Browsing the blog archives for October, 2017.

What is a legitimate tax deduction?

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With this week’s passing of a budget blueprint, it looks like several contentious tax deductions could be potential sticking points as things move forward. I favor a flat or fair (sales) tax at a lower rate for everyone without deductions, but there’s a rational way to assess deductions if you must have some. Most of them don’t pass muster.

The first thing to keep in mind is that every deduction must be coupled with higher tax rates to generate the same revenue. Therefore, supporting a deduction means that you are also supporting a higher rate for those who cannot claim it.

For example, the mortgage interest deduction allows taxpayers who purchase homes to pay less in taxes at the expense of their neighbors who purchase cheaper homes or rent instead. Proponents claim that it promoted home ownership, but politicians should not be crafting tax codes to reward one group at the expense of another. We’re addicted to this one, but it should be phased out.

Consider the state and local income tax deduction, which reduces taxable income by the amount paid in state and local taxes. With this deduction, a taxpayer in a 30% federal bracket reduces his or her taxes by 30% of the amount paid locally, favoring those in high-tax locations like New York, New Jersey, and California, at the expense of Americans in other states. Like the mortgage interest deduction, there’s no rational basis for this one either.

There are a few rational deductions, however. Consider charitable contributions. When you contribute a dollar to charity, you are assigning the income to that organization. You receive no direct benefit from the dollar, so it’s reasonable that are not taxed for it. Likewise, 401(k) contributions assign your income today to a future period. It’s rational that you should be able to defer the taxes you pay into the future as well.

There are exceptions, but if you apply basic logic and rationality, most deductions in the tax code fall short. Unfortunately, the current debates focus on who’s losing what instead of the legitimacy of the deduction. For example, proponents of the state and local income tax deduction argue that taxpayers in certain states won’t get much of a tax cut if this deduction is eliminated. This artificial standard assumes that tax reform would reduce everyone’s taxes proportionally, but the only way to do this is to retain all of the deductions. This is why a tax cut is likely to pass, real reform is not, and a tax cut without meaningful reform would continue the ongoing back-and-forth shift that increases the burden on the most productive and creates a growing percentage of non-payers.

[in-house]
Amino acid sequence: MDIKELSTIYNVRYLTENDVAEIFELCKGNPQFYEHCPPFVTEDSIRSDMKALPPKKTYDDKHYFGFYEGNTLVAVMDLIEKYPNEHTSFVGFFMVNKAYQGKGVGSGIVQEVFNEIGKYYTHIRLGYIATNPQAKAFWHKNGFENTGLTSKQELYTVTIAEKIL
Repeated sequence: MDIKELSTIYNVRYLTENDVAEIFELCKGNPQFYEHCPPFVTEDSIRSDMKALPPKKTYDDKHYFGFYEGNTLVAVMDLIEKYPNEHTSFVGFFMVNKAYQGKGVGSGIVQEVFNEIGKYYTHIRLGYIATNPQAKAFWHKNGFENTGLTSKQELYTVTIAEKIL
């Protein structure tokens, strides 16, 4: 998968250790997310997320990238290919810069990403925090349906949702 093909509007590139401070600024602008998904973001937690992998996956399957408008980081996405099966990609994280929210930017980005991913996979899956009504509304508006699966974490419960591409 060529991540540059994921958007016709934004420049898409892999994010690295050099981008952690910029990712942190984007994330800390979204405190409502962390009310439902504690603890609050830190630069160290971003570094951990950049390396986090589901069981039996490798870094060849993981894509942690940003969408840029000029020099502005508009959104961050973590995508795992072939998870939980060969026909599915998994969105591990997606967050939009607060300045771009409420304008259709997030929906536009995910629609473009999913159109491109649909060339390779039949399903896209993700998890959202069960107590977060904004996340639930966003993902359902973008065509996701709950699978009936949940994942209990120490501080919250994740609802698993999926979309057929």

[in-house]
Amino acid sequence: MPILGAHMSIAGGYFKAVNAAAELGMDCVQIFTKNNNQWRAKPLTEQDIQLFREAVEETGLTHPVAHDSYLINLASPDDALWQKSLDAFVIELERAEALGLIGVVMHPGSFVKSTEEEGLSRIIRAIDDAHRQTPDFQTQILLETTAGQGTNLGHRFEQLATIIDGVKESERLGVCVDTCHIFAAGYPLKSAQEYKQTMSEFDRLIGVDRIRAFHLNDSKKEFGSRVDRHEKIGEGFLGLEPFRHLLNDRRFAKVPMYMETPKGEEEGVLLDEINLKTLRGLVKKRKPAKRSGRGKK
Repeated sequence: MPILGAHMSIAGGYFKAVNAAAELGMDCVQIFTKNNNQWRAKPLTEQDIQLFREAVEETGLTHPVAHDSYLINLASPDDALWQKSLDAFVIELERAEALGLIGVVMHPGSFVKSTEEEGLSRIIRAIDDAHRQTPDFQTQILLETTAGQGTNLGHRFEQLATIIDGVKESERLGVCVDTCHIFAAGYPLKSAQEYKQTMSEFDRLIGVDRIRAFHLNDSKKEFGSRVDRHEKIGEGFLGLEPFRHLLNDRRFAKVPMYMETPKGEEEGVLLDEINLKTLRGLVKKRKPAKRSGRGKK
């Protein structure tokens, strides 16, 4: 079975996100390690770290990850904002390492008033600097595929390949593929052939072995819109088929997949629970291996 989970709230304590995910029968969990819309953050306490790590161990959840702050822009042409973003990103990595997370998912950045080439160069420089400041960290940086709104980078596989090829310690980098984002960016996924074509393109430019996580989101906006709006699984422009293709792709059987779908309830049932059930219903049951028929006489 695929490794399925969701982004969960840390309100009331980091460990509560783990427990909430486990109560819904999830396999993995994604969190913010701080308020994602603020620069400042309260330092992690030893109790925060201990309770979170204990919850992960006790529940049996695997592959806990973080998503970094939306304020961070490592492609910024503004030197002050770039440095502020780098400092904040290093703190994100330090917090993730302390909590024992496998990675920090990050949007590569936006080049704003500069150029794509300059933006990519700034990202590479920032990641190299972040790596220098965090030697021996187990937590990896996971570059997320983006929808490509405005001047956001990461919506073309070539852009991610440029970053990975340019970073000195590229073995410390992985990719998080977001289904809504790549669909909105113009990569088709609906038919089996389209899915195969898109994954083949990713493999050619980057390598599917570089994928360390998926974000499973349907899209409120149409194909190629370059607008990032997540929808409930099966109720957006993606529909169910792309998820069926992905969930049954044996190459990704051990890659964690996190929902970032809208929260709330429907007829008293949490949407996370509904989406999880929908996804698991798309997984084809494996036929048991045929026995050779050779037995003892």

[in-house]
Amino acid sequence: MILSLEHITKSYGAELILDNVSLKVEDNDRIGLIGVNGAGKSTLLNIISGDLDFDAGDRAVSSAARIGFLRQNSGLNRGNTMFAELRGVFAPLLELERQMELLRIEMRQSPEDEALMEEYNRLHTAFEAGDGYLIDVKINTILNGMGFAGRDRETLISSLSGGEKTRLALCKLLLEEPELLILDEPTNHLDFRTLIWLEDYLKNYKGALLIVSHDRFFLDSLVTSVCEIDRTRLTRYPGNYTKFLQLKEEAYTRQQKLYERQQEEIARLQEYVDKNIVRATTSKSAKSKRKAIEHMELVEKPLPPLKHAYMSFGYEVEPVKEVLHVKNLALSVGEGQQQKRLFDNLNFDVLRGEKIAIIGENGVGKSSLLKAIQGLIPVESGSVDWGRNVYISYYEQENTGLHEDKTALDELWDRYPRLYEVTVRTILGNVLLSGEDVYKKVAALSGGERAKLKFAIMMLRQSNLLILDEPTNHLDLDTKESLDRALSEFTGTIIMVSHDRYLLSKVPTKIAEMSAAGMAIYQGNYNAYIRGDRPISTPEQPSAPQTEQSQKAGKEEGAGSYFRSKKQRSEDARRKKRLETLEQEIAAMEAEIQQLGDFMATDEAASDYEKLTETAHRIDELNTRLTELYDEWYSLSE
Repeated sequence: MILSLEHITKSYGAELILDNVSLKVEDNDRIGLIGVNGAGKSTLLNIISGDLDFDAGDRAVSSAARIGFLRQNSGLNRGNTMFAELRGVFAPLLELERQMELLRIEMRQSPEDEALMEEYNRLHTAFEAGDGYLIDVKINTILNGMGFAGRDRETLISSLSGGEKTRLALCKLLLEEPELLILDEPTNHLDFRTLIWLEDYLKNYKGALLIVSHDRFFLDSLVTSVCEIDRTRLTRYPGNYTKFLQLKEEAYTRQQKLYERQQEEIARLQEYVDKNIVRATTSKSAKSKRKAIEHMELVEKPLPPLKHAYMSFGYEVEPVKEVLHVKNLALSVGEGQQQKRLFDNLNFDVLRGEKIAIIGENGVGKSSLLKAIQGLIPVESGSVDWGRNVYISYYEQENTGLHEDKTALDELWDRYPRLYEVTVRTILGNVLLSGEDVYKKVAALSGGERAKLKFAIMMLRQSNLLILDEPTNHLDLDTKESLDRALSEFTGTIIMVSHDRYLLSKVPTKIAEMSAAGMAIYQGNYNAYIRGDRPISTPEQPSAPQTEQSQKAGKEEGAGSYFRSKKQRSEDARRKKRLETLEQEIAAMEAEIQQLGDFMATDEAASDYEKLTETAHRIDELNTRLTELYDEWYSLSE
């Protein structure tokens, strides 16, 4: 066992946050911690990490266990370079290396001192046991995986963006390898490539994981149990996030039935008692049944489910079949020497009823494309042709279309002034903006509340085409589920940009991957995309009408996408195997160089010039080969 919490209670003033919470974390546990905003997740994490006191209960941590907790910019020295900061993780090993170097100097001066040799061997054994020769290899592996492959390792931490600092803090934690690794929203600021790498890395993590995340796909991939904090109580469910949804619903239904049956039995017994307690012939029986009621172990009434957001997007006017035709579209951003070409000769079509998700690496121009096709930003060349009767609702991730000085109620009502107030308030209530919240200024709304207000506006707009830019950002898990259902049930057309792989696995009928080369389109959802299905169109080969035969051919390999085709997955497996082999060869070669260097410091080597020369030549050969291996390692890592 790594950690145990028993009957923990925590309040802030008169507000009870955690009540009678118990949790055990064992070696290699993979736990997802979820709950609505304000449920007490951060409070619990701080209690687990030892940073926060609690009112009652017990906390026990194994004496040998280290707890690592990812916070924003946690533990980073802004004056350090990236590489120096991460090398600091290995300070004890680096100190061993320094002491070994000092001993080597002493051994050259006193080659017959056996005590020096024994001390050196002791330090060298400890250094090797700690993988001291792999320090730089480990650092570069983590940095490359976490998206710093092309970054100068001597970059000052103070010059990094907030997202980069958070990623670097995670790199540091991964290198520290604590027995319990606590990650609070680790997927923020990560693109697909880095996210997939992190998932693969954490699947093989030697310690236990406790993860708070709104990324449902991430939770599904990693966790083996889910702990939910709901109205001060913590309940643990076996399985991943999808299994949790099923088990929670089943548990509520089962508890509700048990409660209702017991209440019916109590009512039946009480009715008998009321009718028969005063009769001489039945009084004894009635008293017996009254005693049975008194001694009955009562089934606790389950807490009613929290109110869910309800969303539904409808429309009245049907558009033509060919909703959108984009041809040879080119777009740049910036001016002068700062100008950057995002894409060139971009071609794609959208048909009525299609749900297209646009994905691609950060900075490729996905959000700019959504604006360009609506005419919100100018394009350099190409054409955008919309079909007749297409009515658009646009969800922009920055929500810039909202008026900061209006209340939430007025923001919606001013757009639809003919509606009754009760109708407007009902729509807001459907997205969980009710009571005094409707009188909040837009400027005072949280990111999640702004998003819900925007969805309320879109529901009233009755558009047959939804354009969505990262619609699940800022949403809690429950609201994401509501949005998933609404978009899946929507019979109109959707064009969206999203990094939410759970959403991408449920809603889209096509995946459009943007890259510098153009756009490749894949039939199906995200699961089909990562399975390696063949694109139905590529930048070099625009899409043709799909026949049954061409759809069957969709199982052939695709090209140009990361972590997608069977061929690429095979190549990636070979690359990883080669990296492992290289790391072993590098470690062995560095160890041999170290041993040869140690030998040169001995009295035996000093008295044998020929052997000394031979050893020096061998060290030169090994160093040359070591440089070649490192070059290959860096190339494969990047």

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Tax Reform vs. Tax Cuts

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Several weeks ago, I argued for the importance of tax reform, not just tax cuts. Since then, I’ve been listening closely to various politicians opine on the subject. When asked by reporters about their position on tax reform, many refer only to tax cuts in their response. The conversation usually goes something like this:

Reporter: Senator XXX, President Trump is calling for major tax reform. What is your position on this issue, and how likely is it that Congress will pass reform legislation?

Senator X: The American people need a tax cut and we need to get to work to make that happen. The focus should be on the middle class…

Perhaps I the only one who notices that many politicians discuss tax cuts when asked about tax reform. Are they using the terms interchangeably or are they trying to change the subject? Am I paranoid, or is something going on behind the scenes?

There is a real difference between tax reform and tax cuts. Most politicians know the difference and would rather steer clear of reform. And yes, I think something is going on behind the scenes. When asked specifically about tax reform—such as eliminating deductions for state and local income taxes—most Republicans get weak-kneed and refer to “many ideas on the table.”

Tax reform is about how the government collect taxes. It involves simplification of the system and eliminating deductions in exchange for lower rates across the board. It means standing up to special interest groups that beg for subsidies through the tax code for their industries, whether it be manufacturers of solar panels “promoting green energy” or realtors “pursuing the American dream of home ownership.” Real tax reform would reduce Washington’s influence in our lives, but passing it requires backbone. Every provision in the tax code benefits one group at another’s expense. Net losers from real reform won’t go down without a fight.

A tax cut is about how much the government collects. A broad tax cut is needed, but beware. Discussions about tax cuts pit one group against another. In order to pass political muster, cuts usually favor lower to middle income groups. Consider that tax increases usually hit upper income earners for the same reason and the cycle becomes clear. With alternating cuts and increases over time, the tax burden has shifted so that half of Americans don’t even pay federal income taxes any more, and many of the non-payers actually receive money through tax programs like EITC. This is why a tax cut without real tax reform is a mixed bag at best, and could be a net negative when a future Democratic Congress undoes the cut in a way that further shifts the burden.

Perhaps I’m just paranoid, but we will find out in the next few weeks.

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